Casey Ames is the head trainer at OptimalSoccer.com where he deconstructs exactly what soccer players need to be eating to support their goals as soccer players, covering everything from necessary supplements to optimizing hormones.
While many soccer players focus on improving the way they play through working out and practicing, many neglect the benefits that the diet can add to their performance. It’s all just a matter of giving your body the nutrients it needs to perform well on the field. There are specific ways in which the diet can improve your performance on the field, but can only be achieved through a specialized diet.
Your diet can affect your endurance, how you recover, your quality of sleep, and the mindset you’re in when you step out onto the field. Since this is a complicated field that is saturated with misinformation, many players and coaches simply are not well educated on the benefits of a soccer diet, and the consequences of neglecting such a diet.
Because of this lack of information for soccer players, I’ve spent years going through studies, separating the good information from the bad, and carrying out my own personal tests to determine what the best soccer player diet looks like.
Before we get into the diet itself, let’s go over the physical demands of soccer and why a special diet is necessary.
SOCCER PLAYERS AND EXERCISE-INDUCED STRESS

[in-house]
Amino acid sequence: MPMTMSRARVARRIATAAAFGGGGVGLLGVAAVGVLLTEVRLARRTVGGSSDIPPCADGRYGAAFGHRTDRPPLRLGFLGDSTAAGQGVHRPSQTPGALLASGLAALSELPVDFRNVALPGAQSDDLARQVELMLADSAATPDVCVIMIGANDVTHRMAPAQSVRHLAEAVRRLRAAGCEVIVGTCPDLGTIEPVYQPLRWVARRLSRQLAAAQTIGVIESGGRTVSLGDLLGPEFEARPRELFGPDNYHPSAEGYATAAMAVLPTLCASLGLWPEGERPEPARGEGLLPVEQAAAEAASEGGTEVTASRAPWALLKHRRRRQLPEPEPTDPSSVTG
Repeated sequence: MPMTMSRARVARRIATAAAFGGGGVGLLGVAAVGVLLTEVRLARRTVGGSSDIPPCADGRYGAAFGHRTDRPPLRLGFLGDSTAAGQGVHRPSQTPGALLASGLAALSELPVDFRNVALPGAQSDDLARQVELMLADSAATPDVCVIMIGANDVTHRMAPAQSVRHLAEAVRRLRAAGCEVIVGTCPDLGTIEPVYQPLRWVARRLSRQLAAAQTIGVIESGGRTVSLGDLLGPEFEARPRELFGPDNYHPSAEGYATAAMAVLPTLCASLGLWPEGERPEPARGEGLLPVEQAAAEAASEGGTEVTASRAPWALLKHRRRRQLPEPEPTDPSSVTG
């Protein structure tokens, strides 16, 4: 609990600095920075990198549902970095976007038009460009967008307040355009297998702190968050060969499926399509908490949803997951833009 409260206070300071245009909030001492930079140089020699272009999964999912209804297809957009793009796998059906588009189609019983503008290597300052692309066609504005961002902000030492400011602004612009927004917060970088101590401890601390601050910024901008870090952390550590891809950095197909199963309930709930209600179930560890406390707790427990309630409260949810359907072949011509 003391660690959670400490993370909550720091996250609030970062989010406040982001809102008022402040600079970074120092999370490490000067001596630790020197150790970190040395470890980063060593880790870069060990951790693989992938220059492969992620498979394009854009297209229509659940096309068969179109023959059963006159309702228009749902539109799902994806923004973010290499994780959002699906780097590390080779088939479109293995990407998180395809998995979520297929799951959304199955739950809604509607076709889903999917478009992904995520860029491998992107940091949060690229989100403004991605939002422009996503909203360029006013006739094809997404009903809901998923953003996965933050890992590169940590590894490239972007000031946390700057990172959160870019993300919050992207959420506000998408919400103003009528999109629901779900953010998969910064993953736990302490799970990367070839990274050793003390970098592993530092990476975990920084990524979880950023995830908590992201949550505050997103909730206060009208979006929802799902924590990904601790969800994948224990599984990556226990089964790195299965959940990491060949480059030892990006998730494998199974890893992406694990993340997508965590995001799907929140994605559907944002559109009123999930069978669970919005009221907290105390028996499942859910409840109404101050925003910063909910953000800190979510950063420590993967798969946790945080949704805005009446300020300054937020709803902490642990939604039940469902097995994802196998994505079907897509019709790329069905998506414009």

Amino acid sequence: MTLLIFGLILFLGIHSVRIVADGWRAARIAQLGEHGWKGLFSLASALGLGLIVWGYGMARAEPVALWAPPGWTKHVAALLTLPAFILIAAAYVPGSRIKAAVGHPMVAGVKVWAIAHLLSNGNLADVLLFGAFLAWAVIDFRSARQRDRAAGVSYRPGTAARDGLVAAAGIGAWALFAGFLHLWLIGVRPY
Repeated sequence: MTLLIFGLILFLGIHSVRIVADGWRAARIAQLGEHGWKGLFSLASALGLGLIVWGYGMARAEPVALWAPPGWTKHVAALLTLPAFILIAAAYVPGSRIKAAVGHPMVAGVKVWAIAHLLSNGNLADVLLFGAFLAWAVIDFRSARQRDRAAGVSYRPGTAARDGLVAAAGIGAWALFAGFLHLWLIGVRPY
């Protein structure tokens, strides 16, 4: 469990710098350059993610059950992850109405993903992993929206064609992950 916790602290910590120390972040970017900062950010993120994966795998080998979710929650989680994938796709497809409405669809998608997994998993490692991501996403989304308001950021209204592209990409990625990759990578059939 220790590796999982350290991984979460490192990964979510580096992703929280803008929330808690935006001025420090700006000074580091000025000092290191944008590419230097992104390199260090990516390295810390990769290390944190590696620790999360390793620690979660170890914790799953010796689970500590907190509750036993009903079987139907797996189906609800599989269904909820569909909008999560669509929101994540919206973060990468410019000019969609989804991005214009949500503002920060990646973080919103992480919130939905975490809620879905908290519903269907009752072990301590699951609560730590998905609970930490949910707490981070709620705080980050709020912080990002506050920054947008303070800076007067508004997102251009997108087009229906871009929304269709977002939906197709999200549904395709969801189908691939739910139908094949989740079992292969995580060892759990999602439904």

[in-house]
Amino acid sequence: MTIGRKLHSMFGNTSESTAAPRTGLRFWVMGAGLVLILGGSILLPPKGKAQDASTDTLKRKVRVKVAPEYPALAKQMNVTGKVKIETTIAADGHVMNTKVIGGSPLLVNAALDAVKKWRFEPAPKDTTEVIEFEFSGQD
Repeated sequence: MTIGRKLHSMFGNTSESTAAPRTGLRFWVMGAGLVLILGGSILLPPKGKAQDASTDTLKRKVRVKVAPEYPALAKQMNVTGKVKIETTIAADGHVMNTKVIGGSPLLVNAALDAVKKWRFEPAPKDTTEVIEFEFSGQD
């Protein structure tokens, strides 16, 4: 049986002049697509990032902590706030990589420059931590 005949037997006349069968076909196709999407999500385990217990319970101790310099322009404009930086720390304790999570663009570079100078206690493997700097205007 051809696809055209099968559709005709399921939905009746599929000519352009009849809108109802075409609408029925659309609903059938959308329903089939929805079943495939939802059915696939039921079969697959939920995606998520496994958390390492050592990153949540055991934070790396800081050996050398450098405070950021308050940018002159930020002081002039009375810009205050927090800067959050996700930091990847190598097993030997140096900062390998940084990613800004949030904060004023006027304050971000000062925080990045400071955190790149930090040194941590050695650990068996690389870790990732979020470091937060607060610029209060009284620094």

Soccer is a complicated sport when it comes to physical demands. As anyone who has played the game knows, you run a ton. However, do you really know the breakdown of an average soccer player’s movements during a game?
Here is a breakdown of an average game for an elite player
- Depending on your position, you could be running around 7 miles per game, on average. Midfielders, of course, run more than strikers and defenders. When you think about it, 7 miles is not that far. If we divide 7 miles by 90 minutes, that comes out to about 1 mile every 13 minutes.
- Watching a soccer game, you’ll notice that for the majority of the game, players are walking and jogging when they are not actively working with the ball. The caveat comes in moments of sprints and changes in direction. Soccer players sprint around 1400 yards per game in segments of 10-40 yards. They also change direction every 5-6 seconds. This puts enormous stress on the body, bringing up players’ heart rates to 150-170 bpm, on average.
That average heart rate should stick out to you like a sore thumb. It is extremely high for a 90-minute period. Think about all the things that go on in a soccer game with players working the ball around and defending the ball. This puts an enormous amount of stress on your body, which is why it is necessary to give your body the nutrients it needs to handle this amount of stress.
Get the basics of nutrition and optimal eating plan plus more training resources in the March 2016 issue of Amplified Soccer Athlete magazine.